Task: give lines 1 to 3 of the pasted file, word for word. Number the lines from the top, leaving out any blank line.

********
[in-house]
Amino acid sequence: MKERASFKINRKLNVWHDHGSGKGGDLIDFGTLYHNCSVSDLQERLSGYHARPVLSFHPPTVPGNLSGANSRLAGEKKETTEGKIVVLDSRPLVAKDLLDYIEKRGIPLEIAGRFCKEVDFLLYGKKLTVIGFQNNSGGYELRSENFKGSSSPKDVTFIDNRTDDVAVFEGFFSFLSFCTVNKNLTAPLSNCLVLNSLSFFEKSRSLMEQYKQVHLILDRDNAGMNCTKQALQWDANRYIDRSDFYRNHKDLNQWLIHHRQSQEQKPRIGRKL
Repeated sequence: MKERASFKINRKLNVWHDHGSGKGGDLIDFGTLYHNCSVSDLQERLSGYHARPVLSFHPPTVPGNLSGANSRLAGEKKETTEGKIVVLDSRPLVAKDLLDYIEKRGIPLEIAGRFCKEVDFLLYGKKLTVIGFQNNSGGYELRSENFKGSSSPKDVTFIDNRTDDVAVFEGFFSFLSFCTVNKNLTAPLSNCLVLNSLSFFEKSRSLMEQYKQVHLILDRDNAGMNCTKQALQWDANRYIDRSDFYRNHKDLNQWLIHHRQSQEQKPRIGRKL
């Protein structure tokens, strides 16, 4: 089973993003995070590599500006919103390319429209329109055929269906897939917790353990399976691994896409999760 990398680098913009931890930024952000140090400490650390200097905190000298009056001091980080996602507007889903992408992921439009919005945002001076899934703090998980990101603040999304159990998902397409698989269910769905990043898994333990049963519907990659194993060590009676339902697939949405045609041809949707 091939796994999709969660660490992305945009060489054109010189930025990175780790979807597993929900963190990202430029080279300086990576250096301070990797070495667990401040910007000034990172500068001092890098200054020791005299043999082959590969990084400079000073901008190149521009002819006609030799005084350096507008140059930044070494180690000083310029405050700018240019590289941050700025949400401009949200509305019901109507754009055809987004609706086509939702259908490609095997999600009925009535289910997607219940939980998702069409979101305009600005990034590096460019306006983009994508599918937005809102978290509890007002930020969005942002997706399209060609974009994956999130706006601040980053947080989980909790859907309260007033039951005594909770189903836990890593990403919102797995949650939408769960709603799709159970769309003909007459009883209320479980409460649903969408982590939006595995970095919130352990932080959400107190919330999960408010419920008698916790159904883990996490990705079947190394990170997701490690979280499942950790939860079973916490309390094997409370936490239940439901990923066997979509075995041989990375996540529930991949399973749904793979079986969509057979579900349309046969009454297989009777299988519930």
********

[in-house]
Amino acid sequence: MKERASFKINRKLNVWHDHGSGKGGDLIDFGTLYHNCSVSDLQERLSGYHARPVLSFHPPTVPGNLSGANSRLAGEKKETTEGKIVVLDSRPLVAKDLLDYIEKRGIPLEIAGRFCKEVDFLLYGKKLTVIGFQNNSGGYELRSENFKGSSSPKDVTFIDNRTDDVAVFEGFFSFLSFCTVNKNLTAPLSNCLVLNSLSFFEKSRSLMEQYKQVHLILDRDNAGMNCTKQALQWDANRYIDRSDFYRNHKDLNQWLIHHRQSQEQKPRIGRKL
Repeated sequence: MKERASFKINRKLNVWHDHGSGKGGDLIDFGTLYHNCSVSDLQERLSGYHARPVLSFHPPTVPGNLSGANSRLAGEKKETTEGKIVVLDSRPLVAKDLLDYIEKRGIPLEIAGRFCKEVDFLLYGKKLTVIGFQNNSGGYELRSENFKGSSSPKDVTFIDNRTDDVAVFEGFFSFLSFCTVNKNLTAPLSNCLVLNSLSFFEKSRSLMEQYKQVHLILDRDNAGMNCTKQALQWDANRYIDRSDFYRNHKDLNQWLIHHRQSQEQKPRIGRKL